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FCC adopts cable rate rules; text not yet available.

The Federal Communications Commission (FCC) adopted rules governing the regulation of cable television rates on April 1, 1993. In a 13 page press release and summary the FCC highlighted what its final rules will say. The Report and Order, which contains the actual text of the final rules, will be published in the Federal Register within 30 days.

Once released, it will be possible to obtain a copy of the Report and Order by calling ITS, the FCC's printing contractor, at (202) 857-3822 or by ordering that issue of the Federal Register by calling (202) 783-3238.

According to the FCC press release and summary, it appears that the rate regulation rules most significant for local governments include the following:

* the FCC adopted a national per channel benchmark rate method of determining reasonable rates. Rate reductions will be based on rate levels as of September 30, 1992. Depending on the characteristics of the cable system, a table containing a series of benchmarks will determine the actual benchmark rate for your system. If the rates for a cable system on September 30, 1992 were above the benchmark rate, such rates may be reduced to the benchmark rate or by 10%, whichever rate reduction is less. The regulated rate is adjusted to take into account the rate of inflation since September 30, 1992.

* the rules will go into effect approximately 75 days after the adoption of the Report and Order,

* local franchising authorities have the right to regulate the basic service tier if certified by the FCC; however, the FCC may regulate basic rates in a jurisdiction if a local government indicates that is does not have the legal authority (e.g. due to a state prohibition on rate regulation) or the resources to regulate.

* the Commission ordered a rate freeze for 120 days for all cable rates in effect on April 5, 1993, other than rates for premium and pay-per-view program services and equipment.

* there is no automatic rate reduction. Local franchising authorities will have to be certified to regulate basic rates before such rates can be reduced. The FCC is authorized to reduce rates for "cable programming service" tiers only in response to complaints by consumers, franchising authorities or other relevant state or local government authorities.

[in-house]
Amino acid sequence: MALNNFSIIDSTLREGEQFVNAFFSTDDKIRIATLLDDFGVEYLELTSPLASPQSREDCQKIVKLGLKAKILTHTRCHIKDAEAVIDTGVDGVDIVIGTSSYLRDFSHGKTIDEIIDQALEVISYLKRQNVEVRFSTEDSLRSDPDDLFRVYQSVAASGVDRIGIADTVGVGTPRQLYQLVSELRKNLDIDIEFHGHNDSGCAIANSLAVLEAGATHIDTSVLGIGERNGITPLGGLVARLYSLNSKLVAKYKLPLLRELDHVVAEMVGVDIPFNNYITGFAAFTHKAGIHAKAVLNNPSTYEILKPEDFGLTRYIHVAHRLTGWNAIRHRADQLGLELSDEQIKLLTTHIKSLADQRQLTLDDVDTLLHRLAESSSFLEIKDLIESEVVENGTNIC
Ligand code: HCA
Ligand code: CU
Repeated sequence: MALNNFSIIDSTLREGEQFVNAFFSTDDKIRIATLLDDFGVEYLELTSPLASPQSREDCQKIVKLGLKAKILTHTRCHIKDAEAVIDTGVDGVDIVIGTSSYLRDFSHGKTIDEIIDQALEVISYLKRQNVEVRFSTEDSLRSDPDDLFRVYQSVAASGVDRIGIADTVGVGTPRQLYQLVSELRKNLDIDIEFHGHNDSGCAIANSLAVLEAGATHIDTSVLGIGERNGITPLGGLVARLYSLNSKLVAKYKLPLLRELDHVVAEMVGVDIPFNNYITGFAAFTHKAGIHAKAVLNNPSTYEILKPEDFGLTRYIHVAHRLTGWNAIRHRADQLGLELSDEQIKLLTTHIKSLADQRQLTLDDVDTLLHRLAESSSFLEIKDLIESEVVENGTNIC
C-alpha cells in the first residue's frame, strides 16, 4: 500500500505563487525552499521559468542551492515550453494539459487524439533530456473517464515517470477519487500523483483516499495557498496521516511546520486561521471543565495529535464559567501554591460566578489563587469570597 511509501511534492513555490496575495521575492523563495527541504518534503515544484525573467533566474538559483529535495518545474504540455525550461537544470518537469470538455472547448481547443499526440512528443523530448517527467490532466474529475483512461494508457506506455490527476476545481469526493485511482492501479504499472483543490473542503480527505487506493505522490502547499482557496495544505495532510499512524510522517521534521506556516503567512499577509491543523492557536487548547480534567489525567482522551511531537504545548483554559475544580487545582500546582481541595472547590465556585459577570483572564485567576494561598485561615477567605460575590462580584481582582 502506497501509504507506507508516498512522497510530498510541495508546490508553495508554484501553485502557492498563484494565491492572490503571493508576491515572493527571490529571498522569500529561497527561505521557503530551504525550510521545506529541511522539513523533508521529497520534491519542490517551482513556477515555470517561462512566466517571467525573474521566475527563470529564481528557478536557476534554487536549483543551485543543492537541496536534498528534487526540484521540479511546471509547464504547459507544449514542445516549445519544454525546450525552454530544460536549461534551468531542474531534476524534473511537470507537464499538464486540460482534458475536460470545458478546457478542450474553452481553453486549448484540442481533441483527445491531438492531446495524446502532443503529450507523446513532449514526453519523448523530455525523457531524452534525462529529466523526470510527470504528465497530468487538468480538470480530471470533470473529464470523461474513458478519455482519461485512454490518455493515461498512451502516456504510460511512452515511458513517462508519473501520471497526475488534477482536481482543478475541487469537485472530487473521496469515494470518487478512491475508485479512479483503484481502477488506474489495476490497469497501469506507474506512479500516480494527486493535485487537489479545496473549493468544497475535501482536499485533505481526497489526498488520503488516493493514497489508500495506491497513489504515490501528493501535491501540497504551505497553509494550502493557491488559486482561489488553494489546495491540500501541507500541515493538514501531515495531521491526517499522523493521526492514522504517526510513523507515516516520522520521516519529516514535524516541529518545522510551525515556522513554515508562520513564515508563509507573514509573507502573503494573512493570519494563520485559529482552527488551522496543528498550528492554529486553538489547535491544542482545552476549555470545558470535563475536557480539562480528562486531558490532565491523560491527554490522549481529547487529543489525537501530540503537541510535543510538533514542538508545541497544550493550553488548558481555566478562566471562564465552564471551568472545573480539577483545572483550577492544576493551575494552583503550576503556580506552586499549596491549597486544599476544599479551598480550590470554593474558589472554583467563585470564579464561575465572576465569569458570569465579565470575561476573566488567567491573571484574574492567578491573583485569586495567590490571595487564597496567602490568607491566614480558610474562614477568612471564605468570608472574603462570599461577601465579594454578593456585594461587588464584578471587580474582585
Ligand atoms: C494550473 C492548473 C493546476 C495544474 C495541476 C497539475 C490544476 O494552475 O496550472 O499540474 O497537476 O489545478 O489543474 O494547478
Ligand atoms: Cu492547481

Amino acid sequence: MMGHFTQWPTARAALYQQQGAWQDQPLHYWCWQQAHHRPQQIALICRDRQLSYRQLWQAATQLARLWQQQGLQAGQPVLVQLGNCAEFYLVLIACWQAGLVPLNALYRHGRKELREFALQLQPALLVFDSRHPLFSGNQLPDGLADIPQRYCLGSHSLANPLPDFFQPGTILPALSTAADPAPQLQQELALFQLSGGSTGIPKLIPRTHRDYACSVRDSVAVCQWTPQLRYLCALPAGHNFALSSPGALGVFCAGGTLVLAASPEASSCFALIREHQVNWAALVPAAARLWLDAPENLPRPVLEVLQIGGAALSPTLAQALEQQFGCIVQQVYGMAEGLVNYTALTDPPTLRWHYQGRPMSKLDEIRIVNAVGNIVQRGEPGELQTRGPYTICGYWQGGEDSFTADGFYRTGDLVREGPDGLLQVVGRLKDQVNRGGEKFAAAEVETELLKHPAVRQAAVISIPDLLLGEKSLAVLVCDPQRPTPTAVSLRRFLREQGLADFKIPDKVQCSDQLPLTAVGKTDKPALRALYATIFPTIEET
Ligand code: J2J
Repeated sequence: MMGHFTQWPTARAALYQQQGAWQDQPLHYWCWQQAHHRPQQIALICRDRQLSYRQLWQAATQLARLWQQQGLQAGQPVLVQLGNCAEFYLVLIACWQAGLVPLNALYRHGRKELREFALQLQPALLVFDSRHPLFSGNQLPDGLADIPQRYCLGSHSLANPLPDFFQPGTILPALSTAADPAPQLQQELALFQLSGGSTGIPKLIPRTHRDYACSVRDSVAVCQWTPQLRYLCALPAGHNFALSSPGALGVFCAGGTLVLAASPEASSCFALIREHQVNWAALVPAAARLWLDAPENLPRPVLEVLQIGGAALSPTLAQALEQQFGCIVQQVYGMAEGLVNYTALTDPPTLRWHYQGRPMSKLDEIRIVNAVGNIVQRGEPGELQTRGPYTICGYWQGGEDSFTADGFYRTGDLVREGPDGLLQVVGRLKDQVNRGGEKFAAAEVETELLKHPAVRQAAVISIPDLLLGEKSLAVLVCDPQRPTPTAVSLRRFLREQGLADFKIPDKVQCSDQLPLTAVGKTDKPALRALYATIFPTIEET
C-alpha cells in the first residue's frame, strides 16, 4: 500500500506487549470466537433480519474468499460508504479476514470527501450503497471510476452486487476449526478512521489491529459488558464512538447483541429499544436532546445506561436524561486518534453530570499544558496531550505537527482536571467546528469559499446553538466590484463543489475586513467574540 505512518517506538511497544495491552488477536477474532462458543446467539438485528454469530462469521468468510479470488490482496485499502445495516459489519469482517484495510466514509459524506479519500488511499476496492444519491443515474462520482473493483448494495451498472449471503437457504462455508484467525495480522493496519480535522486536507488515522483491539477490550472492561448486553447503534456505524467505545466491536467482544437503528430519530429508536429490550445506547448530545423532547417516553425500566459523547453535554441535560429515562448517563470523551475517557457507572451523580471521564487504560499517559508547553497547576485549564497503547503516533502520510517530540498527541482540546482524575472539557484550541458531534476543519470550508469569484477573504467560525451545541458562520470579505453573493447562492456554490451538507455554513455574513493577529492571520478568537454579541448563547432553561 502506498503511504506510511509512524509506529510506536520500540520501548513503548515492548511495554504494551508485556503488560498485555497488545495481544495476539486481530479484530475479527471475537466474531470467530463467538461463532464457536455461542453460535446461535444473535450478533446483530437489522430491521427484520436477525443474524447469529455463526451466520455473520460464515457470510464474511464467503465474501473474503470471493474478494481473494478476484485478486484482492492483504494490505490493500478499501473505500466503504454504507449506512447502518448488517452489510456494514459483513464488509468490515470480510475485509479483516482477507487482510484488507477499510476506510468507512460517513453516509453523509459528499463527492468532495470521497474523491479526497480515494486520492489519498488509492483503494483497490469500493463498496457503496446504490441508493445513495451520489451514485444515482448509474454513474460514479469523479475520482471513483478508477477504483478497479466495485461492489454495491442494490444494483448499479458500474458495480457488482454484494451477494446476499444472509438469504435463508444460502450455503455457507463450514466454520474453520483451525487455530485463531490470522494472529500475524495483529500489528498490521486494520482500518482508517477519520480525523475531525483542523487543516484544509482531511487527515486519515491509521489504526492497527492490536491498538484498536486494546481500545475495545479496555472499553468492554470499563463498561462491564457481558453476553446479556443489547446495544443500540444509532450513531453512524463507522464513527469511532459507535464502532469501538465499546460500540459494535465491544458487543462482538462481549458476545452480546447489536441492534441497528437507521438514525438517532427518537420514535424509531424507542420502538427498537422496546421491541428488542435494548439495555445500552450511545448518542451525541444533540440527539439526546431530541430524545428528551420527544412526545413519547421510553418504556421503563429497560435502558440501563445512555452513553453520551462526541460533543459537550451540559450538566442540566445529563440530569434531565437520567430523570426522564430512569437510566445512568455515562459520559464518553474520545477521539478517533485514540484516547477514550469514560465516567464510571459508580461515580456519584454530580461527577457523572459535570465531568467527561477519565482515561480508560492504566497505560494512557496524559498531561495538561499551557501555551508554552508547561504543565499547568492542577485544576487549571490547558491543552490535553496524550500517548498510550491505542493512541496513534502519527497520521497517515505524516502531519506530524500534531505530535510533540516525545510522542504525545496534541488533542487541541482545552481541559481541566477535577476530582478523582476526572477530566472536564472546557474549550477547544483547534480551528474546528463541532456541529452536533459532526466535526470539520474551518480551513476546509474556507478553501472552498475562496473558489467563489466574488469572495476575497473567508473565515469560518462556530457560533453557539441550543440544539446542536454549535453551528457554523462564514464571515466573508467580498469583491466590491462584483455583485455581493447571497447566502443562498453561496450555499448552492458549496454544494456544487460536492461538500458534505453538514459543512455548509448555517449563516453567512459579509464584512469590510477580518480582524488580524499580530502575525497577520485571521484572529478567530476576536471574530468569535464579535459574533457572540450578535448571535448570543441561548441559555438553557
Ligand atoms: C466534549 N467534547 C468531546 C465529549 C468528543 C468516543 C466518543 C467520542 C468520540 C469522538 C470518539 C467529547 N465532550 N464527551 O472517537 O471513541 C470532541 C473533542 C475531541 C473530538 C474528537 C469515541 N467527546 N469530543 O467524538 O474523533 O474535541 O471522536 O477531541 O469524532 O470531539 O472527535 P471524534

* cable operators are presumed not to be subject to effective competition; a franchising authority may rely on this presumption when applying for certification.

* franchising authorities may begin filing for certification to regulate basic rates 30 days after publication of the FCC Report and Order in the Federal Register.

* franchising authorities may order rate refunds if it is determined that a basic rate is not reasonable; the FCC may order refunds if the rate for a "cable programming service" tier is unreasonable. Reasonableness is based on the benchmark rate.

* the same benchmark rate will apply to both the basic service tier (which contains local television broadcast stations and PEG access channels at a minimum) and the "cable programming service" tier (which contains programming other than local television broadcast stations, PEG access channels, premiums and pay-per-view channels) in order to decrease incentives to create "stripped-down" basic service tiers.

* after August 1993, the Commission will conduct cost studies of selected operators and test the accuracy of its benchmark model. After receiving and analyzing the data, the FCC may order additional rate reductions if necessary.
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Title Annotation:includes related article on the National Association of Telecommunications Officers and Advisors; Federal Communications Commission
Author:Winsky, Renee M.
Publication:Nation's Cities Weekly
Date:Apr 5, 1993
Words:556
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